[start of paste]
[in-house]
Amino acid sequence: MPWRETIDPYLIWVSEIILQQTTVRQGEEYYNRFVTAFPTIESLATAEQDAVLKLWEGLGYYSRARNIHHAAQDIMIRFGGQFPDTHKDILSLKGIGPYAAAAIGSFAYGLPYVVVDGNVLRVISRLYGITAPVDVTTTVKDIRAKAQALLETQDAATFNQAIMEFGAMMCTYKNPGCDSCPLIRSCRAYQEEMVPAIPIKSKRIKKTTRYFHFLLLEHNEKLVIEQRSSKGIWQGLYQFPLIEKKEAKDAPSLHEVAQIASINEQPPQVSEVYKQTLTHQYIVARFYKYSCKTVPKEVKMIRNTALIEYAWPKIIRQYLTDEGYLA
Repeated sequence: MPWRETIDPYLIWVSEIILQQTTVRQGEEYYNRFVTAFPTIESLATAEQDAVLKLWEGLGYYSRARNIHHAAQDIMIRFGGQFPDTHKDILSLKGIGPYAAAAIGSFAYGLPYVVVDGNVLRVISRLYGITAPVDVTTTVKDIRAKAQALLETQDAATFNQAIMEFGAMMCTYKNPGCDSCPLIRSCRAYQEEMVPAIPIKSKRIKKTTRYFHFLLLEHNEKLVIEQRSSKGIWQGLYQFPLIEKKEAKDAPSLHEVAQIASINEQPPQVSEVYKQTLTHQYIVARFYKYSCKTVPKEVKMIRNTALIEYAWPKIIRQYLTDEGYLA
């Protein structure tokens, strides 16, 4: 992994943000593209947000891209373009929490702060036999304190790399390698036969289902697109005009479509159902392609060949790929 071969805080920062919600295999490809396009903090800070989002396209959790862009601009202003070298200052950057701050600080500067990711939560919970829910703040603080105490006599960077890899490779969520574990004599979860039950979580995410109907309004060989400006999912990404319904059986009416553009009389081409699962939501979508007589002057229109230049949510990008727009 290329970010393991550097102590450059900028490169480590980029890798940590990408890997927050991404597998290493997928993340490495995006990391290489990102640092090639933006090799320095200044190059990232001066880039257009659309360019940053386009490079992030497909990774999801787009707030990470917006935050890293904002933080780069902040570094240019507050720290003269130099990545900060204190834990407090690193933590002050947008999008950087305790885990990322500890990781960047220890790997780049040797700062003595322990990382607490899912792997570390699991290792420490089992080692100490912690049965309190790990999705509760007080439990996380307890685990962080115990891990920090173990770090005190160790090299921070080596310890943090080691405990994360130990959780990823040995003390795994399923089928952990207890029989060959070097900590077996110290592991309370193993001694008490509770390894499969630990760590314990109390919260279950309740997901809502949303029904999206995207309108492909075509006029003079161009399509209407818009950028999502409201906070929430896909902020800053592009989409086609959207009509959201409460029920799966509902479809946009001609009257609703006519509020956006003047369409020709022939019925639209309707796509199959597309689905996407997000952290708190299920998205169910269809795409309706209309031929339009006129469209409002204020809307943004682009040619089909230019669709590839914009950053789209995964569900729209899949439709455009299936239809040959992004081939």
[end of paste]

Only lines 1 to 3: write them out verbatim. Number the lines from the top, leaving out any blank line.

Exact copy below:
[in-house]
Amino acid sequence: MPWRETIDPYLIWVSEIILQQTTVRQGEEYYNRFVTAFPTIESLATAEQDAVLKLWEGLGYYSRARNIHHAAQDIMIRFGGQFPDTHKDILSLKGIGPYAAAAIGSFAYGLPYVVVDGNVLRVISRLYGITAPVDVTTTVKDIRAKAQALLETQDAATFNQAIMEFGAMMCTYKNPGCDSCPLIRSCRAYQEEMVPAIPIKSKRIKKTTRYFHFLLLEHNEKLVIEQRSSKGIWQGLYQFPLIEKKEAKDAPSLHEVAQIASINEQPPQVSEVYKQTLTHQYIVARFYKYSCKTVPKEVKMIRNTALIEYAWPKIIRQYLTDEGYLA
Repeated sequence: MPWRETIDPYLIWVSEIILQQTTVRQGEEYYNRFVTAFPTIESLATAEQDAVLKLWEGLGYYSRARNIHHAAQDIMIRFGGQFPDTHKDILSLKGIGPYAAAAIGSFAYGLPYVVVDGNVLRVISRLYGITAPVDVTTTVKDIRAKAQALLETQDAATFNQAIMEFGAMMCTYKNPGCDSCPLIRSCRAYQEEMVPAIPIKSKRIKKTTRYFHFLLLEHNEKLVIEQRSSKGIWQGLYQFPLIEKKEAKDAPSLHEVAQIASINEQPPQVSEVYKQTLTHQYIVARFYKYSCKTVPKEVKMIRNTALIEYAWPKIIRQYLTDEGYLA